Daniel Boone first came through Cumberland Gap in 1769. Later he brought a group of settlers over the gap so that they could make a better life for themselves in the fertile land of the Ohio River Valley.

Sherman Hensley brought his wife and growing family to the top of Brush Mountain in 1903. They were going back in time, living a pioneer life without even a road. They certainly never had electricity. Several other related families settled on this high plateau. They were successful in that at their zenith, the community had 50 to 100 people and forty structures – houses, barns, corn mill, and blacksmith shop. The park signs say that the Hensley settlement used the same frontier skills that their great-great-grandfathers used in the mountain hollows in the 1800s.

But why go back to pioneer ways? The park information doesn’t really explain but leads you to believe that the male leaders wanted to live a self-sufficient life on their own land. A chat with a ranger and a little searching around leads me to a more believable answer. It was an easy place to make moonshine.

Dwarf-crested Irises
Dwarf-crested Irises

You can visit the Hensley settlement on a ranger-led tour, which starts mid-May. But I was here now, and the road is closed at other times. So the only way was to walk the Shillalah Creek Road over ten miles round-trip to get to the settlement. It was a sunny spring day. Dwarf-crested irises and other spring flowers lined the trail, keeping me amused as I plodded up.

The park has preserved 67 acres. Many buildings and fences have been restored. Of most interest was the schoolhouse, though the building was locked. Most children went to school until they were nine years old. Then they were put to work. Men went into town about once a week, but a woman only once every several weeks. Children never got off the mountain until they were adults. The last person left in 1951. By then, most men had gotten better jobs in factories.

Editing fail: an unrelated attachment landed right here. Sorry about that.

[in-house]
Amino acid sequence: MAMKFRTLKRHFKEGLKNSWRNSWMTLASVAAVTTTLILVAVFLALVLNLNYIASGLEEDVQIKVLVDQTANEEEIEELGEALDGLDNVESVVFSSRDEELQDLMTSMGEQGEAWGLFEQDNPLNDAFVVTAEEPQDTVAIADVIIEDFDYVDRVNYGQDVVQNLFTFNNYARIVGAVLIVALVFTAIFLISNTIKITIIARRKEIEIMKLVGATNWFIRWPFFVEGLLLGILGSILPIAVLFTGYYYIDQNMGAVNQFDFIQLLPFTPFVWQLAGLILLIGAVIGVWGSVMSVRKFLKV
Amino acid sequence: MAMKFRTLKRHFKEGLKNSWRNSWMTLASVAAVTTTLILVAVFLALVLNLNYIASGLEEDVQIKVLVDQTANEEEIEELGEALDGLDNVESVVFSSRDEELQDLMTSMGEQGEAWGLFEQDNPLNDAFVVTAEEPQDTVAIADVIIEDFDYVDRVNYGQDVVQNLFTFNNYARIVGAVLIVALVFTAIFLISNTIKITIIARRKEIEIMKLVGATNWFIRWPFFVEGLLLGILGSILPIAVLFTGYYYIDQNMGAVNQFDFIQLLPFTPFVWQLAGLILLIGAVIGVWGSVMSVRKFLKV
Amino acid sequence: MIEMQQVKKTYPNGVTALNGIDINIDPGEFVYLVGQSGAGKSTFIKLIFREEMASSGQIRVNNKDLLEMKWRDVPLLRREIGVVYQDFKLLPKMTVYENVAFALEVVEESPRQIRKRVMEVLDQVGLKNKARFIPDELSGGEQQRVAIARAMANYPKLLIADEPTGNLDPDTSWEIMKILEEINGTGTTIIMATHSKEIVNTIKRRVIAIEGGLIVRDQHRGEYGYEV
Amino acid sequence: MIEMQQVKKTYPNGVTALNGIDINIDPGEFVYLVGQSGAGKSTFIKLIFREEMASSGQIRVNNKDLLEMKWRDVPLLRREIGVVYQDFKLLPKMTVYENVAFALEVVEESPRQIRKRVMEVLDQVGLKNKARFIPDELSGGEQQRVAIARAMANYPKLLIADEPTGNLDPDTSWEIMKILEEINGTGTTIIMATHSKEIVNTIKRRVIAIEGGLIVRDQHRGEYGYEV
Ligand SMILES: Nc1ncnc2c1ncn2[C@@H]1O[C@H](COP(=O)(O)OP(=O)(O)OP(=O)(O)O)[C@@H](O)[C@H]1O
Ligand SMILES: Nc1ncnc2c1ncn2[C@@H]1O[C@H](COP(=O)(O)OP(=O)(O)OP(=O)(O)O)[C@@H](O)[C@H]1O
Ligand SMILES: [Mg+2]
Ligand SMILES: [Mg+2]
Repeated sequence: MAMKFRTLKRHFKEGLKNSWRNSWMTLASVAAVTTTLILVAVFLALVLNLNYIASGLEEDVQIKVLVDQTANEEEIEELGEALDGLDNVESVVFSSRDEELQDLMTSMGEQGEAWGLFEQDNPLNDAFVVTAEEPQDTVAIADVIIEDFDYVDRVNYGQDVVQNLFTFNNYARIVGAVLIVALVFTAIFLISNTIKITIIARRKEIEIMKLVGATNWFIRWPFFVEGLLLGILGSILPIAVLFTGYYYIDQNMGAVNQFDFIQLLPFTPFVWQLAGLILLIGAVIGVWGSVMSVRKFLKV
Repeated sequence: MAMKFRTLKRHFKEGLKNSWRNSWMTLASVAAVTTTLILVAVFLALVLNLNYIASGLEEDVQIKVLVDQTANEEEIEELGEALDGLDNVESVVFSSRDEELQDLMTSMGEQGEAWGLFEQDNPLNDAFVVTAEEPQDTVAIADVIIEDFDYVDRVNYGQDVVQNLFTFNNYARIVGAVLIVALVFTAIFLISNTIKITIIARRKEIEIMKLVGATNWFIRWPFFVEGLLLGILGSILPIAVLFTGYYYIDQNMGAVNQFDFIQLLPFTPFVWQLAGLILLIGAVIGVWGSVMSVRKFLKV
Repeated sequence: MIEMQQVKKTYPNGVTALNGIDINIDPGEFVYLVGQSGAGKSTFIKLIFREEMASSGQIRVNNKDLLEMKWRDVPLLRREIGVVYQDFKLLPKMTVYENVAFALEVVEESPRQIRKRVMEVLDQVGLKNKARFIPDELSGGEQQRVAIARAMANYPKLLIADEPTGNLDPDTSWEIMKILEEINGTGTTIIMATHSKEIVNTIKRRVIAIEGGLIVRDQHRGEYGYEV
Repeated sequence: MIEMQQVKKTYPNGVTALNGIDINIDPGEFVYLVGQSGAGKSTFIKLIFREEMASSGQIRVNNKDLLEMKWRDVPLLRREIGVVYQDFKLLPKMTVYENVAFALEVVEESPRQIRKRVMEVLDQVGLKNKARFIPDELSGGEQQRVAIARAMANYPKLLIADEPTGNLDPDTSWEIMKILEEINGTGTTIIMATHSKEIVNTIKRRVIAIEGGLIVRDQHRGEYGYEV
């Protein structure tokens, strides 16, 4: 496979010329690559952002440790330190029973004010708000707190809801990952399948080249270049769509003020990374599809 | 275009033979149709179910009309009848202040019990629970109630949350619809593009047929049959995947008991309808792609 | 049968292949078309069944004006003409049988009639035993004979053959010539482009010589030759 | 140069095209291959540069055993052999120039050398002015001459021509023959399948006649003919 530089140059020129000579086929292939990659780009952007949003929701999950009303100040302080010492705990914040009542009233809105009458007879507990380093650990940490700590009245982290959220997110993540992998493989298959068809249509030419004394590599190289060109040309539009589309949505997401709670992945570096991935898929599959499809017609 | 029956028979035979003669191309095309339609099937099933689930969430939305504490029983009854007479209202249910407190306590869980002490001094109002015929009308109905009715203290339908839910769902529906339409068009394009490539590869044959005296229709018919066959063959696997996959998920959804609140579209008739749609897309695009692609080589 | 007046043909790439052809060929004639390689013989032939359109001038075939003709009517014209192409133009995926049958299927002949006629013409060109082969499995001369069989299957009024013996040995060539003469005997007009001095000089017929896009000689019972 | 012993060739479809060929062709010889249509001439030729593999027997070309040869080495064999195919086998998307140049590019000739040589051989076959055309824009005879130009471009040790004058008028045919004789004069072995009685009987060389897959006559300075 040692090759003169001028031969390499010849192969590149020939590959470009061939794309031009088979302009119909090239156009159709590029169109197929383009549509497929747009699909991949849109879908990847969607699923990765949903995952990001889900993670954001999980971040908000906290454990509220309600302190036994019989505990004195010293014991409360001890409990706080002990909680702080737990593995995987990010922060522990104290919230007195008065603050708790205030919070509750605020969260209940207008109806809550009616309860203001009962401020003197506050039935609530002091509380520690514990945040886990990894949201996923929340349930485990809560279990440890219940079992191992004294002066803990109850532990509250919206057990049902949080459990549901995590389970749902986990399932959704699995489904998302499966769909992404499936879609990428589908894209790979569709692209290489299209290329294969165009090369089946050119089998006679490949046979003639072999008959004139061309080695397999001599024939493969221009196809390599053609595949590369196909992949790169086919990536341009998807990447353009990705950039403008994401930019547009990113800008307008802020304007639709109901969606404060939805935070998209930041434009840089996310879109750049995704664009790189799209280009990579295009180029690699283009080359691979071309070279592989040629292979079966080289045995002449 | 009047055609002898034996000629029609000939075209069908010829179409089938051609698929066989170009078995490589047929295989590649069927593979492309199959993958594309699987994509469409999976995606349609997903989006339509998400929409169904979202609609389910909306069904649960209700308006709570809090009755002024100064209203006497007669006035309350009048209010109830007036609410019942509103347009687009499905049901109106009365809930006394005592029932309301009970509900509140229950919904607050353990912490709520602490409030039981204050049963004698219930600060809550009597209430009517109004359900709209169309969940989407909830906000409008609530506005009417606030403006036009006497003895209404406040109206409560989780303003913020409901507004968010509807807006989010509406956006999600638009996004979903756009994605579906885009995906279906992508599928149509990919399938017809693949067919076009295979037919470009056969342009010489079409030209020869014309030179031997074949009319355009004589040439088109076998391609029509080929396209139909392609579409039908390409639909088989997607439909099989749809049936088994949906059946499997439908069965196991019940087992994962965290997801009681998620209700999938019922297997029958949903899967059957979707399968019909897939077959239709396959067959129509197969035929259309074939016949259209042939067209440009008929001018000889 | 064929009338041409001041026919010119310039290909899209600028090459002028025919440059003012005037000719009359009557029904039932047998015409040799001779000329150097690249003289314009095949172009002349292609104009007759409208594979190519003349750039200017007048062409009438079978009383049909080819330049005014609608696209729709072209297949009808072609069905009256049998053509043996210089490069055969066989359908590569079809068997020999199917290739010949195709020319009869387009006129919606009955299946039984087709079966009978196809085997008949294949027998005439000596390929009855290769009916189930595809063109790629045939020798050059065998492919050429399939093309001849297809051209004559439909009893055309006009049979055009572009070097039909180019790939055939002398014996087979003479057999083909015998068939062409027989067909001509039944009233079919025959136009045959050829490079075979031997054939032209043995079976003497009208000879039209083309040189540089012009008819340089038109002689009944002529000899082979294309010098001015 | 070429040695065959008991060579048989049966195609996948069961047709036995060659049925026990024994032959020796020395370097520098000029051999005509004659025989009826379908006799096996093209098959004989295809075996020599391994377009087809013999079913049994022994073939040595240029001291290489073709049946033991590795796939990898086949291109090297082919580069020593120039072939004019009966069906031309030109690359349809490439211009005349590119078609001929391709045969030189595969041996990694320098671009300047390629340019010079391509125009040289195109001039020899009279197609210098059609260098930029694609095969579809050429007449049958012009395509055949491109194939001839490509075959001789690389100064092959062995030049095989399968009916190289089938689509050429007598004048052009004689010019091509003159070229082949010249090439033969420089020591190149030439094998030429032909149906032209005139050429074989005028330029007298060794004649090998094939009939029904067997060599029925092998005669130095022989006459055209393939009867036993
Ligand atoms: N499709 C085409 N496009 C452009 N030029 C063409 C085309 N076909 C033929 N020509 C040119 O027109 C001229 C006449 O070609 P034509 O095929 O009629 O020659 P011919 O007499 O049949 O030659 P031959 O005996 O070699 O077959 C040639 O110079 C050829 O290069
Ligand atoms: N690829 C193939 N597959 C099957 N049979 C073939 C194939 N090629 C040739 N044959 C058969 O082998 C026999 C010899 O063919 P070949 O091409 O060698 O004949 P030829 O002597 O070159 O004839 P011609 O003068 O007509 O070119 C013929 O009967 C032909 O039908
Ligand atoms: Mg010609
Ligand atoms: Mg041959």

Old man Hensley had twenty-three children, all apparently with the same woman. The cemetery is very telling about the status of women in the settlement. Sherman and his wife are only one of two double graves with fancy headstones.

20150418CUGA02 020A Sherman lived to be 98 years old but his wife, Nicy Ann, died when she was 53. Or was it Nicey, as it says on the footstone, along with a different birth date.

20150418CUGA02 022A They couldn’t even get her personal details right. The women who lived in the coal mining camp at Big South Fork were positively liberated, compared to this settlement.

I meet a father and daughter who came up by horseback and discuss the status of women in this isolated community. In contrast, some bloggers who visited the settlement with rangers wax poetic about the birds chirping and the simple life.

I don’t want to give the impression that I didn’t like my visit to the settlement. I question the picture of the idyllic lifestyle. I try not to confuse the park with the resource it’s trying to preserve.